# A Derivation of the Logistic Equation

#### Joseph F. Heiser and Allen Martin

Abstract: The Verhulst-Pearl logistic equation, dN/dt = rN(1-N/K), is frequently utilized in modeling of population growth. The factor (1-N/K) is present in the equation to attenuate unrestricted growth, but the details of its origin are often presented without explanation. This article will attempt to derive the logistic equation from a set of basic assumptions regarding population growth.

It is believed that a population, N, will grow at a rate which is somehow dependent upon its size. If we ignore the effect of immigration and emigration, then one view is to express such growth as a differential equation, dN/dt = rN, where r = the difference between the birth rate, b, and the death rate, d, and t is a convenient unit of time. The solution yields an exponential function, N = N0ert. If r is positive, one can readily deduce that the population will unrealistically grow to an unlimited size. While populations may manifest such growth patterns during periods of short duration, it is clear that there must be factors which attenuate growth in the long run. One model that takes these factors into account is the Verhulst-Pearl equation.

Since the resources of a population are generally limited, it is reasonable to assume that as its density increases and it approaches the carrying capacity of its environment, the birth rate will decline and the death rate increase. Thus we could redefine the birth rate as b = b0 - kbN, where b0 is the initial growth rate and kb is the rate at which the birth rate declines as N grows. Similarly, the death rate could be redefined as d = d0 + kdN, where d0 is the initial death rate and kd is the rate at which the death rate increases as N grows. In other words, the birth and death rates can be interpreted as linearly related to the size of the population. N will stabilize, or reach a fixed point, if b = d, or b0 + kbN = d0 + kdN. Solving for N, we get a carrying capacity K = (b0 - d0)/(kb + kd). Let r = b0 - d0. Then (kb + kd) = r/K. We will put this relationship aside for future reference.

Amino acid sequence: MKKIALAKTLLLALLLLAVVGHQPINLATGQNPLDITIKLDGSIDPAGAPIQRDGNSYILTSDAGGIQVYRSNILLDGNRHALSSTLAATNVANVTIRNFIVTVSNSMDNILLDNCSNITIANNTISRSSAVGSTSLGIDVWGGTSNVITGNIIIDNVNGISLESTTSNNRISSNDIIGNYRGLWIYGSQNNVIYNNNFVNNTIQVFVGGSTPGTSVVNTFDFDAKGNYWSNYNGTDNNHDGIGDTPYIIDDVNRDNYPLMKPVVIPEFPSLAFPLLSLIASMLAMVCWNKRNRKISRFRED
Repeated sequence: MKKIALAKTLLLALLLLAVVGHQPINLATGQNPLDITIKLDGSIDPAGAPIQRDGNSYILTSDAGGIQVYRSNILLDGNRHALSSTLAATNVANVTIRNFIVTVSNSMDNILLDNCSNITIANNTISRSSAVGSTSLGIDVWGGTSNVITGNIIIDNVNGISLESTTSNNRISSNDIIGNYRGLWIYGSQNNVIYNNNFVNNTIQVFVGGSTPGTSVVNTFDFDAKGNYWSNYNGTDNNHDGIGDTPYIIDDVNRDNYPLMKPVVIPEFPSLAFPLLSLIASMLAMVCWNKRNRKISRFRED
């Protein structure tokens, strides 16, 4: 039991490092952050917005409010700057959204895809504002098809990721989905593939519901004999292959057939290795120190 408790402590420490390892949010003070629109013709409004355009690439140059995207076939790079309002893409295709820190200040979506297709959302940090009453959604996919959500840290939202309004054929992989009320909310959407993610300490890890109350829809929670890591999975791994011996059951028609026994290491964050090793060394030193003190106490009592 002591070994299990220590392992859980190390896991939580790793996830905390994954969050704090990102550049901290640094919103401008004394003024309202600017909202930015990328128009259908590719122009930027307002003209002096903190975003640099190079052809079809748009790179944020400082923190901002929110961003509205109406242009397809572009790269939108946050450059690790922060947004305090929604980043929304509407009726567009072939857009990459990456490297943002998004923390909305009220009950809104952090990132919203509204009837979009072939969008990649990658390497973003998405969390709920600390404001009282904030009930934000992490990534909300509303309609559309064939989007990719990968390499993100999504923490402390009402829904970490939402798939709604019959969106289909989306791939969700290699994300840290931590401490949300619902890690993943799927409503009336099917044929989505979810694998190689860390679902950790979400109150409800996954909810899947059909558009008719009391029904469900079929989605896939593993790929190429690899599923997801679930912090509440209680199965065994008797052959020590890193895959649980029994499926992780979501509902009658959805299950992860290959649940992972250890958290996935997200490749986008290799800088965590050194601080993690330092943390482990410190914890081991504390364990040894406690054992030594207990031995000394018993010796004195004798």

Let us now return to our original differential equation, modify the rate of growth in terms of our revised ideas about b and d, and perform some algebraic simplification:

dN/dt = rN

= (b-d)N

= [(b0 - kbN) - (d0 + kdN)]N

= [(b0 - d0) - (kb + kd)N]N

= [r - (kb + kd)N]N Let (kb + kd) = r/K (from earlier calculation)

= [r - rN/K]N

= rN(1 - N/K) The Logistic Equation!

Thus, the net rate of growth in the logistic equation is continually changing. If N is small relative to its carrying capacity, K, the rate will be near to the constant rate, r, of the exponential model. As N nears K, the rate will shrink toward 0. Theoretically, when N reaches K a situation of equilibrium will be reached and the population will be stable. If N were to somehow exceed K, the rate would become negative and the population would decrease toward the carrying capacity. The following graphic illustrates the negative linear slope of the net rate relative to population size.

Reference: A Primer of Population Biology, by Edward O. Wilson and William H. Bossert, Sinauer Associates, Inc., Publishers, Sunderland, MA 01375, 1971

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